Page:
No.

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Question

Eliminate the parameter for the equations $$x=\log_e t$$ and $$y=e^t$$ by writing $$y$$ as a function of $$x$$.

Solving for $$t$$:

\begin{aligned} &x=\log_e t \\ \Rightarrow \ &e^x=t \end{aligned}

Now substituting for $$t$$ in $$y=e^t$$:

$$y=e^{e^x}$$

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Question

Is the method of arc length an approximating way of finding the length or a precise and exact way?

The method using calculus determines the arc length of any curve precisely and exactly, with no approximations.

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Question

The area under a curve $$y=f(x)$$ is given using the classical method of integration. How will this formula differ for parametric equations?

For the parametric equation, the area under the curve is given by:

$$A=\int_a^{b} y(t)x'(t)dt$$

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Question

What is the area under the curve whose parametric equations are $$x=t-\sin t$$ and $$y=1-\cos t$$ on the interval $$0 \le t \le 2\pi$$?

$$3\pi$$

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Question

Motion in space refers to motion in ____ dimensions.

three.

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Question

The Cartesian plane can be used to model motion in ____ dimensions.

two.

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Question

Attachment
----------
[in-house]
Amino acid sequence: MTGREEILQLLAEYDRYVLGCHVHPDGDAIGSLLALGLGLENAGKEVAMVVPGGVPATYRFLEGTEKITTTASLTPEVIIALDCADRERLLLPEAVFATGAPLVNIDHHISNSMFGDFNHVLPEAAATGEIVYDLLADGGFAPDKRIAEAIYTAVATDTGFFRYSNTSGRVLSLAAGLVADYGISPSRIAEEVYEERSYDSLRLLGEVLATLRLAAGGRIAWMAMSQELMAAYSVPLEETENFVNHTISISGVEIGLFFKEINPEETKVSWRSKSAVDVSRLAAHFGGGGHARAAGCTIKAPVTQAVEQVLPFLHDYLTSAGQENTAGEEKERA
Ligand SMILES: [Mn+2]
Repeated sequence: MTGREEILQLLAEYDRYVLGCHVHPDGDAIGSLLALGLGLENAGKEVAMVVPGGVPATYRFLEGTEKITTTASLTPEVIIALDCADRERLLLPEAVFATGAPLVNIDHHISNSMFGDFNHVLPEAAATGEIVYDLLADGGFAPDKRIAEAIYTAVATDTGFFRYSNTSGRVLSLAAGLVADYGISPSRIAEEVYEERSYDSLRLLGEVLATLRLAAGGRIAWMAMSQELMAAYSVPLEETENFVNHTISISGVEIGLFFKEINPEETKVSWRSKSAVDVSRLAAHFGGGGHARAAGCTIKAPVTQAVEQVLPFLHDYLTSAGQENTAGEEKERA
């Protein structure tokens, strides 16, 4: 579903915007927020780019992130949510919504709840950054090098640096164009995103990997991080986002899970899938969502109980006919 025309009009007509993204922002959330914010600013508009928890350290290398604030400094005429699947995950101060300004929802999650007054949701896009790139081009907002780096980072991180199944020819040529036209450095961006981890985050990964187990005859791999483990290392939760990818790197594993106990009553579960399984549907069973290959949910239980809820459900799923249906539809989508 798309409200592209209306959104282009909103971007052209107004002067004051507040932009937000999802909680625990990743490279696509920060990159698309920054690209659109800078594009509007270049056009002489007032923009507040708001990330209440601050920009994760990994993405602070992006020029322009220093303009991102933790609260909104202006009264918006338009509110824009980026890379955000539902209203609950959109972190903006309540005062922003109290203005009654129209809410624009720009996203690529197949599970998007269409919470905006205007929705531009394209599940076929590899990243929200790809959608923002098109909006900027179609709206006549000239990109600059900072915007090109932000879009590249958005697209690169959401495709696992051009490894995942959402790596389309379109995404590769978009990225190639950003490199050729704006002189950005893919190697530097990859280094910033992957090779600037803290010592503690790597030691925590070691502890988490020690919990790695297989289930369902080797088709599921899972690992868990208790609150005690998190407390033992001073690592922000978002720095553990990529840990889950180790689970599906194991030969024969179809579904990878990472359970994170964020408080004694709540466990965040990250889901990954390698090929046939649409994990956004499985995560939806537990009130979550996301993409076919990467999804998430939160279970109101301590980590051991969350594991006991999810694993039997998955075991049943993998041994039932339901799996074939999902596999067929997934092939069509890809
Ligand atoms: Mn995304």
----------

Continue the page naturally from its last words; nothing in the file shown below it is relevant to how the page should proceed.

A curve that can be drawn on a plane is known as a ____ curve.

plane.

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Question

To plot a trajectory in space, you use three axes, which are known as the $$x-$$axis, the $$y-$$axis, and the ____.

$$z-$$axis.

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Question

The function $$z=f(x,y)$$ drawn on the three-dimensional space represents a ____.

surface.

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Question

In general, the intersection of two planes in space is a(n) ____.

curve.

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Question

To describe motion in space you need ____ parametric equation(s).

three.

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Question

The derivative of position with respect to time is known as ____.

velocity.

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Question

The derivative of velocity with respect to time is known as ____.

acceleration.

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Question

Acceleration is the ____ derivative of position with respect to time.

second.

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Question

True/False: Speed is a synonym of velocity.

False.

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Question

In problems about motion, the word initial usually refers to the instant when $$t$$ equals ____.

$$0$$.

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Question

True/False: A trajectory can be described using parametric equations of one parameter.

True.

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Question

True/False: To find the acceleration of an object, you just need to differentiate $$x(t)$$.

False.

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Question

The position of an object is described by the parametric equations
$x(t)=t^2,$
$y(t) = 4,$
and
$z(t)=e^{-t}.$
Does this movement occur on a plane?

Yes.